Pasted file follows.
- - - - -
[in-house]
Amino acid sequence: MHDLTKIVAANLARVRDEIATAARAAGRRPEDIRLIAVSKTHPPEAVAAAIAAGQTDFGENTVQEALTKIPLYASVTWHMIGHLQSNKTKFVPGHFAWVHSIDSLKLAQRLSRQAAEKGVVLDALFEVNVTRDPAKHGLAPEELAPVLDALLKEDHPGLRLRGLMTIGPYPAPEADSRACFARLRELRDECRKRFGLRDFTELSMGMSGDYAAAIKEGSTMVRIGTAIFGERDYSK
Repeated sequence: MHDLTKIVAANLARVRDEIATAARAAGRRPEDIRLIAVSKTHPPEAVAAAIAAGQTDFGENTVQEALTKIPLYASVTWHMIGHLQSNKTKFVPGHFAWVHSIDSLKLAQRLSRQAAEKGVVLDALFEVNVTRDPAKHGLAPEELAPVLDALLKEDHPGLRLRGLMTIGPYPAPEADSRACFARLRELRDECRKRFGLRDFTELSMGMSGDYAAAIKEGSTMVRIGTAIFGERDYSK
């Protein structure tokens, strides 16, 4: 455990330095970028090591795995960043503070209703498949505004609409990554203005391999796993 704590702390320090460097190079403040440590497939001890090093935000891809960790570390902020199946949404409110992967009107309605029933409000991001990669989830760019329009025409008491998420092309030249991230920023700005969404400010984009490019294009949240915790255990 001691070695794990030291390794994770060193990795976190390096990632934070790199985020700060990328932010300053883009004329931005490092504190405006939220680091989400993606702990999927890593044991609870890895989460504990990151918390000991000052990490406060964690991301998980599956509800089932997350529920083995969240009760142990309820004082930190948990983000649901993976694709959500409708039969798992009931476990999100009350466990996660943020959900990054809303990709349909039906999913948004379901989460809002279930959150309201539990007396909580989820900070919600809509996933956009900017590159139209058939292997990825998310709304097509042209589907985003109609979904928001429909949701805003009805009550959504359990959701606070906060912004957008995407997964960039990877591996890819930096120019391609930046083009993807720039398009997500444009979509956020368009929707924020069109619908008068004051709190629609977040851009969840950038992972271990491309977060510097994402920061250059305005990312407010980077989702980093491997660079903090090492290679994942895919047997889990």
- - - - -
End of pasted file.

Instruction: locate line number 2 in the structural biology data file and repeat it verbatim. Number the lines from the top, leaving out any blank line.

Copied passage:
Amino acid sequence: MHDLTKIVAANLARVRDEIATAARAAGRRPEDIRLIAVSKTHPPEAVAAAIAAGQTDFGENTVQEALTKIPLYASVTWHMIGHLQSNKTKFVPGHFAWVHSIDSLKLAQRLSRQAAEKGVVLDALFEVNVTRDPAKHGLAPEELAPVLDALLKEDHPGLRLRGLMTIGPYPAPEADSRACFARLRELRDECRKRFGLRDFTELSMGMSGDYAAAIKEGSTMVRIGTAIFGERDYSK